Aussie swim coach calls expectations a “fantasy”

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The Australian swim team is freaking out and pointing fingers at everyone and everything following a less than stellar performance in London, where they took home only one gold medal, six silver, and three of whatever the other shade is. Most are blaming a lack of cohesion and some prank phone calls and doorbell ditching, neither of which should hamper world class swimmers from winning medals.

The more likely scenario was posed by head coach Leigh Nugent in a letter to the Australian Swimming board, which was then leaked to the Sydney Morning Herald and eventually the rest of the media. In it Nugent argues that maybe expectations for the team were a bit too high, and that past performance doesn’t necessarily dictate future results.

“It appears evident following the barrage of criticism the expectation placed on this team was based on the fantasy that the result from four years prior will automatically repeat itself regardless of the comparative world positioning,” he wrote.

And while everyone agrees that Australia underperformed, especially following six golds in Beijing (note: two fewer than Michael Phelps), the team has only averaged roughly four golds per Games at the five previous Olympics, compared to the Americans twelve per Games over the same period. The Aussies only won five at their home Olympics in Sydney.

So yes, disappointing, but aside from missing the podium in the men’s 4x100m free relay, which James Magnussen and Co. were favorites to win, the rest can probably just be chalked up to a bad year.

To his credit, Nugent acknowledged the performance and is already putting a plan in motion so that the Rio Games will be more successful for his team and country: “Our process is to evaluate objectively and to continue to improve from the low base we started from in 2009,” Nugent added. “And establish a higher platform to launch from in 2013. This is a time where we all need to pull together, not fall apart.”

Chinese figure skating judges banned for biased Olympic scoring

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Two Chinese figure skating judges were suspended by the International Skating Union for biased judging at the PyeongChang Olympics.

Chen Weiguang and Huang Feng had “preferential marking” for top Chinese skaters Jin Boyang (fourth place in PyeongChang) and the silver medalist pairs’ team of Sui Wenjing and Han Cong, respectively, according to the ISU.

Chen was banned two years and excluded from the 2022 Winter Olympics in Beijing. Huang got a one-year ban.

Chen awarded her highest grades of execution scores of the men’s competition to Jin, as well as her second-highest program components scores, trailing only gold medalist Yuzuru Hanyu. Both sets of scores, in both the short and long programs, were out of line with the other eight judges.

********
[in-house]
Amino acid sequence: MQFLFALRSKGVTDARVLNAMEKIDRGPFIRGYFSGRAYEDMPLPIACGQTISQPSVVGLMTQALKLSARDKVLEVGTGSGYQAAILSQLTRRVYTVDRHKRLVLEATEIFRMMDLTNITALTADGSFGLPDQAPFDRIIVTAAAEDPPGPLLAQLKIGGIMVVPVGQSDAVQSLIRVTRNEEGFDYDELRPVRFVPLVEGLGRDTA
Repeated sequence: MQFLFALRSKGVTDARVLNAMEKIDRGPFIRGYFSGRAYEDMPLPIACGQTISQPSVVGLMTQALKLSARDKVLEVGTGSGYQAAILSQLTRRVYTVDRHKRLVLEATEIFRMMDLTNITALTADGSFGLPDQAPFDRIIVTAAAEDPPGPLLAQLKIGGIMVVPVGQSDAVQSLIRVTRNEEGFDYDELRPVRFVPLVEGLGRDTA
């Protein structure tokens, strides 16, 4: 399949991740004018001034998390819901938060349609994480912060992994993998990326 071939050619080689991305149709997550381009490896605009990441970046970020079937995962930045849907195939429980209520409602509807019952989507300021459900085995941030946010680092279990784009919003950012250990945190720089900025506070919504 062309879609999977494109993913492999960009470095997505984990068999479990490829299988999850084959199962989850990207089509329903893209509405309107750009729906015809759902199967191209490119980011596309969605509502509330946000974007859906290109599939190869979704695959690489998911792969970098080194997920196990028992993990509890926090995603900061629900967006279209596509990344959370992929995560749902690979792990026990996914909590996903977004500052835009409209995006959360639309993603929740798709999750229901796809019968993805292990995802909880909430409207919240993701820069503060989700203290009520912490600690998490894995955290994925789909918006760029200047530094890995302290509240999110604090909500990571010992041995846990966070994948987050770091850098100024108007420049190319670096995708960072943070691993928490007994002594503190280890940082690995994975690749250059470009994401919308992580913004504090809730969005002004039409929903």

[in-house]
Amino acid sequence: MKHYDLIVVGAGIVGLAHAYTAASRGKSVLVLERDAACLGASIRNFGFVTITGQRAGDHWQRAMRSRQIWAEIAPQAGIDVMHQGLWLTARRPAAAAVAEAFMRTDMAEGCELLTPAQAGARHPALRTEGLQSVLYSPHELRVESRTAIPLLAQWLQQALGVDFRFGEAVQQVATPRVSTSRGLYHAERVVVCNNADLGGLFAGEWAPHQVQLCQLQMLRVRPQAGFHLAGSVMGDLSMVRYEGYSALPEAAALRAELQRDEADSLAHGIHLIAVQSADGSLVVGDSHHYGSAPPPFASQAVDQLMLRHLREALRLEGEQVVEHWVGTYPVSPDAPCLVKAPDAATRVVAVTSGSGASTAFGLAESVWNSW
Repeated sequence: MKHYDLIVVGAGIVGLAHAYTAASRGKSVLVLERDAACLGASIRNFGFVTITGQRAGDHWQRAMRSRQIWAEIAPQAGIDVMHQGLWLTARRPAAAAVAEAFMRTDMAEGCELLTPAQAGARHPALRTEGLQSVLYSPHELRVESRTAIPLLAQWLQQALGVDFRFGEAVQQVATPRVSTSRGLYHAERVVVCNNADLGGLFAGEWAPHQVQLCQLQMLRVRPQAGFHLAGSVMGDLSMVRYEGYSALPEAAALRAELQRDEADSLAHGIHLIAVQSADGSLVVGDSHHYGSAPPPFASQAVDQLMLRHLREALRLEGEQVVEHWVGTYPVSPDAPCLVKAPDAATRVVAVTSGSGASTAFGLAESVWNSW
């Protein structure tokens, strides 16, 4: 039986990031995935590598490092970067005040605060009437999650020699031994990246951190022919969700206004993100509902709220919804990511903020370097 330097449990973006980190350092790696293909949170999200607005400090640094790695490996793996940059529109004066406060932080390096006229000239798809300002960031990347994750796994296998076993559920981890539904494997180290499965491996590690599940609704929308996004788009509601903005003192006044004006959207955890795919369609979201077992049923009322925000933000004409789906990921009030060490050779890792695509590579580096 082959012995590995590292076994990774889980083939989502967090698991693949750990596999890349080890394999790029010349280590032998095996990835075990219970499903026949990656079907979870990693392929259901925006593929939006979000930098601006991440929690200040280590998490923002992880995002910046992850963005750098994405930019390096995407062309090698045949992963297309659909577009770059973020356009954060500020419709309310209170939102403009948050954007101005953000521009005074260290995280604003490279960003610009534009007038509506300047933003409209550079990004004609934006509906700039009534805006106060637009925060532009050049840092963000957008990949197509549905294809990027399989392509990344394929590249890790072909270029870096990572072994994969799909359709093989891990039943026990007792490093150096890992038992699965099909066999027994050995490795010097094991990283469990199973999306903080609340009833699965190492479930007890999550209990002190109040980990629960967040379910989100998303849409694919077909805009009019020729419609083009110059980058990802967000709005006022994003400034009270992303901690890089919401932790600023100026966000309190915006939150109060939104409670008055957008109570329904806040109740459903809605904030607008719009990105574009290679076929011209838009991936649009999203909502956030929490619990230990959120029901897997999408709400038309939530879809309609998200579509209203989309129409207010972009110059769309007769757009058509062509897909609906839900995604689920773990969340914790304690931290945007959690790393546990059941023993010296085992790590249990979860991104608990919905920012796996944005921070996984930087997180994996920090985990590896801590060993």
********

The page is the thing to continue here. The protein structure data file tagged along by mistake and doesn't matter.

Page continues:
“There is evidence of preference for the Chinese skater and prejudice against his strongest competitors,” an ISU report read. “Her marks were completely unrealistic.”

The pairs’ judge Huang “obviously favored his pair also vis-à-vis the other top candidates for the Olympic gold medal,” the ISU said in a report, referencing inflated scores for Sui and Han and lower scores for gold and bronze medalists Aljona Savchenko and Bruno Massot of Germany and Meagan Duhamel and Eric Radford of Canada.

Huang was warned one month before the Olympics by the ISU for biased judging at the December 2017 Grand Prix Final pairs’ event.

Both suspensions are subject to appeal to the Court of Arbitration for Sport.

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Javier Fernandez to skip Grand Prix, still compete next season

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Javier Fernandez, who in PyeongChang became the first Spanish Olympic figure skating medalist, will skip the fall Grand Prix series but return for January’s European Championships, which could be his final competition.

Europeans will be Fernandez’s focus for the season, his agent said Tuesday.

Fernandez, 26, added an Olympic bronze medal to his 2015 and 2016 World titles. He has said that his third Olympics in PyeongChang would be his last. But Fernandez did not say he would retire after the Winter Games, though he did skip the world championships in March.

Fernandez now plans to compete in his 13th straight European Championships in Minsk in January. He won the last six titles. It’s unknown if he will continue on to the world championships in Saitama, Japan, in March.

In Fernandez’s absence, the top male singles skaters in the fall Grand Prix season should be double Olympic champion Yuzuru Hanyu, PyeongChang silver medalist Shoma Uno and American Nathan Chen, who was fifth at the Olympics after a disastrous short program but ran away with March’s world title by the largest margin in history.

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